Light that Delivers


With such a wide variety of shapes, sizes, prices, and raw lumen outputs ranging from 1,000 to 20,000, Optronics’ entire family of LED utility and work lights can match any budget and any application.

Any way you slice it, last-mile delivery is booming, and that’s good for workers, fleets, and customers alike. However, with longer schedules and many deliveries in dark and lowlight conditions, safety, efficiency, and worker satisfaction issues can negatively impact this otherwise bright spot in the economy.

Without proper lighting, even the most diligent delivery professional can be slowed, frustrated, and otherwise encumbered before even leaving the cargo hold. Home deliveries in particular present a host of environmental variables that await workers once they exit their vehicles, and that’s before you add oncoming traffic.

this post is proudly sponsored by:

“Seeing is an essential part of doing any job,” says Marcus Hester, vice president of sales and marketing for Optronics International. “Without adequate lighting, you’re turning the friction meter up and the productivity meter down.”

The key is having an adequate amount of high-quality lighting both inside and outside the vehicle. Today’s LED lighting provides the perfect combination of high illumination and low power consumption.

Because LED lights are brighter and more energy efficient than incandescent lights, a vehicle can easily support more lighting in more places without overtaxing its batteries, alternator, and electrical system. LED lights also last more than 50 times longer than incandescent lights, so fleets and workers can be confident that the LED lights will be there and operating correctly when they need them.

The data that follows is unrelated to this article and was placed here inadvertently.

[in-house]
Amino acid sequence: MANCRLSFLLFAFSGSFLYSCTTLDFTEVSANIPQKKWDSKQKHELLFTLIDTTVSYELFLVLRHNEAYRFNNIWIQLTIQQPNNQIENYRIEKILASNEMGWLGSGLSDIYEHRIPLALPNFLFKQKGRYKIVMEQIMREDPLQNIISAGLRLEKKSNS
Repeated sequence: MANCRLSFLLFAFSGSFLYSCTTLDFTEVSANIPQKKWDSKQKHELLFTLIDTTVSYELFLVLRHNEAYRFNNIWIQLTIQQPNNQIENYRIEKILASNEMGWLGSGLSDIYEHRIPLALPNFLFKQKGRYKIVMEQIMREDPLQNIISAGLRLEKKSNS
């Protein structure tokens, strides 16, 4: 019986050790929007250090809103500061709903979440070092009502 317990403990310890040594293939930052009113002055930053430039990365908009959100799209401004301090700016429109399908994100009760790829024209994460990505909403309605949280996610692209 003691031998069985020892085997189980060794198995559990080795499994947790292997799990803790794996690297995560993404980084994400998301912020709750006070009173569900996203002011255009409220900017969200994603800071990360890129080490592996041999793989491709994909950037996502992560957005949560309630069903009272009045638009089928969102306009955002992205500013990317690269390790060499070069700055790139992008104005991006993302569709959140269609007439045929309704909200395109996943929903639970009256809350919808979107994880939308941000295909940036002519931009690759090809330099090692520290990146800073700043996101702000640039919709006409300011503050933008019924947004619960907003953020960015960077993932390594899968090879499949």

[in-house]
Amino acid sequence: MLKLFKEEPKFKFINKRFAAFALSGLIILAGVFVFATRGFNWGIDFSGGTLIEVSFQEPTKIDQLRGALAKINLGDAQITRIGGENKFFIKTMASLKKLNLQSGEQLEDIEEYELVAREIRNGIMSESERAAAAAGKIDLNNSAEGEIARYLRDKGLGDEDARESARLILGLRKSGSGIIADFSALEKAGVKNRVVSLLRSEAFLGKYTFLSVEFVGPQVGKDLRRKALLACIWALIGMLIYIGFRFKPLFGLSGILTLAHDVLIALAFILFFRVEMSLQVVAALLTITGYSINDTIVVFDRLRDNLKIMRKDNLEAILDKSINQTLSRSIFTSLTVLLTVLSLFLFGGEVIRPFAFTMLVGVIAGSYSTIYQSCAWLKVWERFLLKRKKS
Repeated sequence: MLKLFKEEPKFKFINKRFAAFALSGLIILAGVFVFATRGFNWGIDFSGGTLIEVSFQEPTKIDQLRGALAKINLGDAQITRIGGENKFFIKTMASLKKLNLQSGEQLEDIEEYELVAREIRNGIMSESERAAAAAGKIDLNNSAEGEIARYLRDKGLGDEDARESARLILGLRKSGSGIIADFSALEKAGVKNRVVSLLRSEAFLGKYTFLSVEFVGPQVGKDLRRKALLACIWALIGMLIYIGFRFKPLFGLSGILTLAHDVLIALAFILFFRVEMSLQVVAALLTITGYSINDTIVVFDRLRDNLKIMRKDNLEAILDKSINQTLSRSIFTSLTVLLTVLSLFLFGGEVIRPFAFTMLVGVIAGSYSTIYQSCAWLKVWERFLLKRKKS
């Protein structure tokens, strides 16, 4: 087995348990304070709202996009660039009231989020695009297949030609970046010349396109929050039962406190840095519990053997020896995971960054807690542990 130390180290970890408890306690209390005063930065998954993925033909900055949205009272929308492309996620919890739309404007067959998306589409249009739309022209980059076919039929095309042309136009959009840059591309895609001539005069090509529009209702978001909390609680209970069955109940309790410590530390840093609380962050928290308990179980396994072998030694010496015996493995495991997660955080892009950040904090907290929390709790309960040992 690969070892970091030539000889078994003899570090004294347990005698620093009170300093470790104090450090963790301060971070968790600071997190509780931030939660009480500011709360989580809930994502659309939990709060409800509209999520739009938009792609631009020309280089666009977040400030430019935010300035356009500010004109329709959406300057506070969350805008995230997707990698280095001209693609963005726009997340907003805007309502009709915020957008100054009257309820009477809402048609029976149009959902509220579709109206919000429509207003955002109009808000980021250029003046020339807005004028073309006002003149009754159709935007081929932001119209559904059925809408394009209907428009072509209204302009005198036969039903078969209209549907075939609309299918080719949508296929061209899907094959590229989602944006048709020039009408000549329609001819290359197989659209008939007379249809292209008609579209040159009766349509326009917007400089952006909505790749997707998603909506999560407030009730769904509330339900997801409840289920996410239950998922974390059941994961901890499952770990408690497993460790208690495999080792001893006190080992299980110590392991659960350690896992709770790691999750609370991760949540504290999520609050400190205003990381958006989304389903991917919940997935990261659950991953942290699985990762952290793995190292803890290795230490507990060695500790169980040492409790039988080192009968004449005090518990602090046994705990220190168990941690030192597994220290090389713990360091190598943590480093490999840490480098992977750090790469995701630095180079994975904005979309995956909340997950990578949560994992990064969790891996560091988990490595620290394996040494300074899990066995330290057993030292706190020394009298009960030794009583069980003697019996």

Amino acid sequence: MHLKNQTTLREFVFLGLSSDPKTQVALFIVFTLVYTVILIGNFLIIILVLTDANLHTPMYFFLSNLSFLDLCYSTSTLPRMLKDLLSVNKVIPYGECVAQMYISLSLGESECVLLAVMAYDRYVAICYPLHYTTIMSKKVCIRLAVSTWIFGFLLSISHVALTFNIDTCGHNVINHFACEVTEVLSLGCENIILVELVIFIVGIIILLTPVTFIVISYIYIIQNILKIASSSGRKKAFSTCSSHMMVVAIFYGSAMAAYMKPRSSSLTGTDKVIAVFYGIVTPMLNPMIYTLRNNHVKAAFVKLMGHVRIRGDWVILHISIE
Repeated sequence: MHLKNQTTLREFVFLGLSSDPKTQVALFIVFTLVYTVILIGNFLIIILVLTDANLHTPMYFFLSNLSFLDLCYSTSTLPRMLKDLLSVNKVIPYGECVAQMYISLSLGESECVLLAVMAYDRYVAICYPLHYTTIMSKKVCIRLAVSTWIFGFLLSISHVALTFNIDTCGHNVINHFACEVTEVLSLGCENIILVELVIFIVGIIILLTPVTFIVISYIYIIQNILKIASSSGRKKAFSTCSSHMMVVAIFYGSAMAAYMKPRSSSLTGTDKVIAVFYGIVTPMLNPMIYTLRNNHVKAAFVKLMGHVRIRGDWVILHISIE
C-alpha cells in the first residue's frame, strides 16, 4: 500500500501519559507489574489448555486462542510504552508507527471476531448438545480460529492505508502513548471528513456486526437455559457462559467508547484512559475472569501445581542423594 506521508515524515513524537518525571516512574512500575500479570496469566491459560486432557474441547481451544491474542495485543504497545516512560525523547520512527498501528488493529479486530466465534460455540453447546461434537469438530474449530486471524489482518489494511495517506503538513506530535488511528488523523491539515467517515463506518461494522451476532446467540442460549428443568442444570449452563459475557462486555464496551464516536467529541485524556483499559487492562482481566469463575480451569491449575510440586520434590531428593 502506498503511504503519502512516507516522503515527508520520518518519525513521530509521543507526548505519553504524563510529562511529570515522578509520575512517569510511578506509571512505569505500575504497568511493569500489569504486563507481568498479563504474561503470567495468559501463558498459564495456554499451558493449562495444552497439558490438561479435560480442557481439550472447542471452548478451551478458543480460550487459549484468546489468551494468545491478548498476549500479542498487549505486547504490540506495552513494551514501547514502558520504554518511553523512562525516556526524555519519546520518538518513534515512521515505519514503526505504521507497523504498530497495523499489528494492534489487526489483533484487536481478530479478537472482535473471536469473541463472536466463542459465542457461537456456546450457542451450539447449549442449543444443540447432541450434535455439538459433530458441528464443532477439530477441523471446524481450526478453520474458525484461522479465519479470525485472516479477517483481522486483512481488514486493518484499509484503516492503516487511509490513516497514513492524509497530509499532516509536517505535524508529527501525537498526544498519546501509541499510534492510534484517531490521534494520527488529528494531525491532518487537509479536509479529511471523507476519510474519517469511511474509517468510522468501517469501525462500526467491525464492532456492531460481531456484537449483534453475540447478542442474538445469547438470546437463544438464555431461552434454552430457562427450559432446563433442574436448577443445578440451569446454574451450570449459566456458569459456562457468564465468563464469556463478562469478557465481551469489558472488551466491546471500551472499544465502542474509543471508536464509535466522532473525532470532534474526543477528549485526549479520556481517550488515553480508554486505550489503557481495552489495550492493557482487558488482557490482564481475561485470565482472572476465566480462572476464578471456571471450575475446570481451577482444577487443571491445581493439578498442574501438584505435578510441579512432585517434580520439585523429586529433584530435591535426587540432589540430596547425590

“As an integrated power delivery and lighting solutions supplier for commercial vehicles, Optronics has been watching and rapidly responding to the growth in the last-mile delivery segment,” Hester says. “Our objectives are to develop and deliver lighting that solves lighting problems inside, outside, and around vehicles.”

Optronics’ high-mount combination stop and strobe light comes in a convenient easy-to-install kit that includes a 6-inch oval LED warning light, plug-and-play adaptor, and pre-terminated lead wire.


Until recently, most interior lighting in cargo holds has been centrally located, generally in the middle of the ceiling. This seems intuitive, until you start factoring in what goes on in the business end of a delivery vehicle.

“The payload area of any delivery truck is a very dynamic environment,” Hester insists. “You’ve got people, machines like forklifts and pallet jacks, and of course, cargo of all shapes and sizes, and at times, it’s all moving.”

Lighting that is positioned in the middle of a ceiling can be damaged or destroyed by being inadvertently struck. Even surface-mount and low-profile lighting can be an unintended target.

Central lighting would also seem logical for purposes of distributing light evenly throughout a vehicle. However, once you add cargo of varying shapes, sizes, and heights, you start noticing that the farther you get from the center, the more the light is obstructed and the darker it gets.

The MCL80RCB lamp can be used anywhere an ID bar is mounted, and because that’s usually up high, a customer can use it to light cargo, liftgates, and the ground below.